SYDNEY--(BUSINESS WIRE)--The majority of Australian health patients (78 per cent) believe they should have full access to electronic medical records (EMR), but roughly only 1 in 4 consumers (22 per cent) say this what they currently have, according Accenture's nine-country survey of more than 9,000 consumers, including 1,002 Australians. These findings are also consistent with other research that shows only 18 per cent of Australian doctors believe patients should have full access to his or her own record.
Supporting the growing trend of patient engagement, nearly half of Australian consumers (47 per cent) surveyed without online access to their medical records would be willing to switch doctors to gain access. This percentage rises to 55 per cent among consumers under 55 years in age without online access to their records.
“The health sector is developing more advanced electronic capabilities to support clinical decision-making and more integrated care. Consumer engagement is a part of this, but not necessarily a primary driver”, said Leigh Donoghue, managing director of Accenture’s health business in Australia. “This may need rethinking in light of the considerable gap between doctor and consumer attitudes towards electronic access to medical records, particularly for younger, technology-savvy consumers”.
The patient survey also revealed the majority of Australian patients (60 per cent) do not actively track aspects of their health, such as health indicators, health history and physical activity. This finding was significantly higher than in other surveyed countries, as nearly half of patients (48 per cent) across all nine-countries surveyed say they do not actively track these aspects of their health.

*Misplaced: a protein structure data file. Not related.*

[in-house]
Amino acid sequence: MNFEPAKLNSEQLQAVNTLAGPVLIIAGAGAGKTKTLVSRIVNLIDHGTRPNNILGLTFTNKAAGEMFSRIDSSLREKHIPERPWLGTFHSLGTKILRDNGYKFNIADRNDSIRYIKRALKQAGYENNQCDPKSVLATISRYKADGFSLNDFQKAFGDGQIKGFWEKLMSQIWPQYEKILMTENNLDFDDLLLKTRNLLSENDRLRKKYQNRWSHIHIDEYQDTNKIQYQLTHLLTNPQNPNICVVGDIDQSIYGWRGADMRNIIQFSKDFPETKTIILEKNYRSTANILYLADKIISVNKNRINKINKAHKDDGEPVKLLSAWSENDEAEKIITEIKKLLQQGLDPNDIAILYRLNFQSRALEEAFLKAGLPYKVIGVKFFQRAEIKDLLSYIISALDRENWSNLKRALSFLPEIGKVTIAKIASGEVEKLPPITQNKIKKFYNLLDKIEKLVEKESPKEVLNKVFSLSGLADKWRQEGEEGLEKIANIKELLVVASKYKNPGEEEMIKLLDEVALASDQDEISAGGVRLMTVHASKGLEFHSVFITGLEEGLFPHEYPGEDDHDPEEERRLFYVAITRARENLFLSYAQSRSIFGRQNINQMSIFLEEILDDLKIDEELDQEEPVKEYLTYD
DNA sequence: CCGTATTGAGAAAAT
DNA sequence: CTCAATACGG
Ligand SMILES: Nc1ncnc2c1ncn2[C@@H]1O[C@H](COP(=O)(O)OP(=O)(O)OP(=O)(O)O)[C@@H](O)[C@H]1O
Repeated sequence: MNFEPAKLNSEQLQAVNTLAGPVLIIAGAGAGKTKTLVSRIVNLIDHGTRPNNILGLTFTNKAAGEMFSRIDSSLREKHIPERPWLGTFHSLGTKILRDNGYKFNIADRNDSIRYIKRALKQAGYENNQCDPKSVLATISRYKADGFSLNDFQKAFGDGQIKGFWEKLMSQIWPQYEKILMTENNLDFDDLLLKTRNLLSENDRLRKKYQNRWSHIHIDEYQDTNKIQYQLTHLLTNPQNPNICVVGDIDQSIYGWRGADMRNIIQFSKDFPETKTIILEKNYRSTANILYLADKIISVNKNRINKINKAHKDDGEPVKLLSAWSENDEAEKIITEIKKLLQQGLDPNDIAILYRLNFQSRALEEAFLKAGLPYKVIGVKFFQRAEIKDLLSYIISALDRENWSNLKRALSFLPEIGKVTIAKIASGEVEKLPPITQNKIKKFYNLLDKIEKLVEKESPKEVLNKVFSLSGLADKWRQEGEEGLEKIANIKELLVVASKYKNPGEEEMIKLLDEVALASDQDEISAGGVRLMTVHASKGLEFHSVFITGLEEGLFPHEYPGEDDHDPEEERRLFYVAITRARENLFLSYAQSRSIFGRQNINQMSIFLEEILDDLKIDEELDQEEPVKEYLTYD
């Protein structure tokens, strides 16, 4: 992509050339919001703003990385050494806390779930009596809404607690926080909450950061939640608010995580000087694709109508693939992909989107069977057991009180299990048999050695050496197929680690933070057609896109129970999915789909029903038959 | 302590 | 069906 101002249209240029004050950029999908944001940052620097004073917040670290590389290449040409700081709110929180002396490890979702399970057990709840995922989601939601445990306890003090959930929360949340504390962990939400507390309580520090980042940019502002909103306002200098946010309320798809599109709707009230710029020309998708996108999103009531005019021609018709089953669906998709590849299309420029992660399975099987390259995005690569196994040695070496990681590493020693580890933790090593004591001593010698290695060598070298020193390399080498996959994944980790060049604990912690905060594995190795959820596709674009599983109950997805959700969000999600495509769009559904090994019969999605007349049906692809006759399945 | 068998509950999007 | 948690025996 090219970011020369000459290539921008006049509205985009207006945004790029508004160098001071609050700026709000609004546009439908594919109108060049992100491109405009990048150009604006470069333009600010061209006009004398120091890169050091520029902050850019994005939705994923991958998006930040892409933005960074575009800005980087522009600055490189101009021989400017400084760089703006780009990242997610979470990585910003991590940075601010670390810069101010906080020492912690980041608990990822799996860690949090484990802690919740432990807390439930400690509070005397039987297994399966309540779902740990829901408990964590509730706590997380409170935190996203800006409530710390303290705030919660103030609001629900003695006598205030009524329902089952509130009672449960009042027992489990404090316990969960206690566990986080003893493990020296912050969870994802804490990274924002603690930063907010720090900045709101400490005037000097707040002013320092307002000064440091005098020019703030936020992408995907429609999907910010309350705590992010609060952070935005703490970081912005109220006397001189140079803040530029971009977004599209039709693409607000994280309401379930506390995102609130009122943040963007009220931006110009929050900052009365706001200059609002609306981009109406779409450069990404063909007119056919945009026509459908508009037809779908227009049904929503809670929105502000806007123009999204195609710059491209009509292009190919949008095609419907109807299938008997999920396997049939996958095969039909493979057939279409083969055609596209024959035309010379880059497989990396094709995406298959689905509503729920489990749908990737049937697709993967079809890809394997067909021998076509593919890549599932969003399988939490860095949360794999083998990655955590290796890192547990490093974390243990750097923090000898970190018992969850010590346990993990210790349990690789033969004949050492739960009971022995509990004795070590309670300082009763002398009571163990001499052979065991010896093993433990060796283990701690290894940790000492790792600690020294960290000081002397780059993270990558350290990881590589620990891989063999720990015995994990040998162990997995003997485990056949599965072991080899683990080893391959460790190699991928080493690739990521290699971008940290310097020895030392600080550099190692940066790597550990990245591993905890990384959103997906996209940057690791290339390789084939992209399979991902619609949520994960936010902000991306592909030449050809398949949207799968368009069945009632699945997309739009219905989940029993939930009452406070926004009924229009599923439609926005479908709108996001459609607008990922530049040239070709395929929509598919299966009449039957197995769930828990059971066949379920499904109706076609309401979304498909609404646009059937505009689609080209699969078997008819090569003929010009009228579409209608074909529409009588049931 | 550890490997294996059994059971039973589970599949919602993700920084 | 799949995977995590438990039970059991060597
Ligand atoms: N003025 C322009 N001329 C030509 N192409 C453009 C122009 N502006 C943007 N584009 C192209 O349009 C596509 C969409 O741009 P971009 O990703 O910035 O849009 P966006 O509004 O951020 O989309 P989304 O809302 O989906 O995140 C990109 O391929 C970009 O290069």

Over three-quarters of consumers in Australia (78 per cent) reported that they currently have limited or no access to their electronic medical records while the percentage declined slightly for consumers (70 per cent) ages 18 to 34 years-old. However, there was only a slight difference between male (46 per cent) and female (39 per cent) consumers that believe they should be able to update all information within their health record.
“It is essential that we find a way to balance the legitimate needs and concerns of Australian doctors with the rising needs and expectations of consumers in a digital age,” said Donoghue. “More must be done to enable consumers to play an active role in their own care.”
Accenture conducted an online survey of 9,015 adults ages 18+ to assess consumer perceptions of their medical providers’ electronic capabilities across nine countries: Australia, Brazil, Canada, England, France, Germany, Singapore, Spain and the United States. The survey, which included 1,002 Australian consumers, was fielded by Harris Interactive in July 2013. Where relevant, the survey compares select findings from the Accenture Doctors Survey to compare the doctor and consumer responses.
Accenture is a global management consulting, technology services and outsourcing company, with approximately 275,000 people serving clients in more than 120 countries. Combining unparalleled experience, comprehensive capabilities across all industries and business functions, and extensive research on the world’s most successful companies, Accenture collaborates with clients to help them become high-performance businesses and governments. The company generated net revenues of US$28.6 billion for the fiscal year ended Aug. 31, 2013. Its home page is www.accenture.com.